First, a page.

Paul Krugman has launched a determined ideological campaign for the return of the ideas of John Maynard Keynes as the best and most effective framework, for both economic theory and policy, to address the rapidly spreading global financial and economic crisis. For public policy this campaign implies “very significant” public investments in jobs, income, infrastructure, education. By significant is meant surpassing in size, per year, – if you want to return to something greater than zero growth – the expected contraction in the economy from Dec, 2007, the official start of the current Recession, until it ends. The forecasters with the most accurate record in this crisis expect a 4-6 percent contraction lasting 5-6 additional fiscal quarters. The number of economists predicting double-digit official unemployment rates is swelling. Nonetheless, one should be cautious interpreting any forecasted numbers…economic forecasting is no less difficult or uncertain than weather forecasting.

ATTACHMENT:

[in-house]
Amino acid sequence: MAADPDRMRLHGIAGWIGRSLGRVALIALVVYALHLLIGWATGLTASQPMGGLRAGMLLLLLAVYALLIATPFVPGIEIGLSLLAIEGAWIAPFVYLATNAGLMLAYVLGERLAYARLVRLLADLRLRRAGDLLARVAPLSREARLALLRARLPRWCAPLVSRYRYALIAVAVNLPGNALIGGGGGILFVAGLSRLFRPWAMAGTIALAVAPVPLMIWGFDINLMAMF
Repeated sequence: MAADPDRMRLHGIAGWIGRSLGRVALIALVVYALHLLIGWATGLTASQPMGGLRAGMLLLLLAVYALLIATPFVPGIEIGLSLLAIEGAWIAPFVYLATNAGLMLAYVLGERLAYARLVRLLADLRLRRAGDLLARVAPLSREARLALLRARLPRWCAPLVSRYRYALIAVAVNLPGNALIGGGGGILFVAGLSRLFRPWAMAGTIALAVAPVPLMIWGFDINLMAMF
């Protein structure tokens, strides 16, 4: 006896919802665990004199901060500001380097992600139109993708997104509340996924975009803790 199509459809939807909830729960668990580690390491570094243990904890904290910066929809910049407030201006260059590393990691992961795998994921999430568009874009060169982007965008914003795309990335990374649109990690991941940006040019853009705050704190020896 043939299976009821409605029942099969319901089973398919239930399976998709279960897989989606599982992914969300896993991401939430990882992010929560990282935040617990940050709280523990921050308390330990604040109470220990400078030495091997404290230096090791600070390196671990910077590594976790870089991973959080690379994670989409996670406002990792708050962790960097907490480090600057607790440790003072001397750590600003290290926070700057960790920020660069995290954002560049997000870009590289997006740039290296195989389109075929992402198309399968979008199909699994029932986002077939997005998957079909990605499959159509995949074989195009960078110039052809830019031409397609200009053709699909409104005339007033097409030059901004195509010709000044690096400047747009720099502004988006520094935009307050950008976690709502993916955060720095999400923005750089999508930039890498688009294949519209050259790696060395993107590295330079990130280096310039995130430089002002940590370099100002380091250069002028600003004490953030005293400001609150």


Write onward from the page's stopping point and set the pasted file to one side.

Paul Krugman’s Ideological Campaign for the Return of “Depression Economics,” John Case, Political Affairs Magazine
It all seems so long ago, but there was a particularly surreal moment in the Presidential campaign when McCain (via his minions) began accusing Obama of being a socialist. Seemingly out of nowhere a friend asked me to define socialism, and it took me a bit before I could come up a more or less standard definition: “democratic ownership of the means of production.”
That’s a very rough definition, and it’s more than a little revisionist in terminology if not in intent. Socialist were certainly more democratic in spirit than, say, Communists, but they did not always put it that way. In any case, it’s got me thinking about how much public economic discourse might change in the post-market era.
Cesear Chavez advocates “Socialism for the 21st Century,” of course, and in England they have never been shy about the need to nationalize banks, given the current crisis. I can’t see the development of a New American Socialist Party, but it would be great if the old Cold War fears didn’t block the debate over the need for investment in infrastructure and national health care.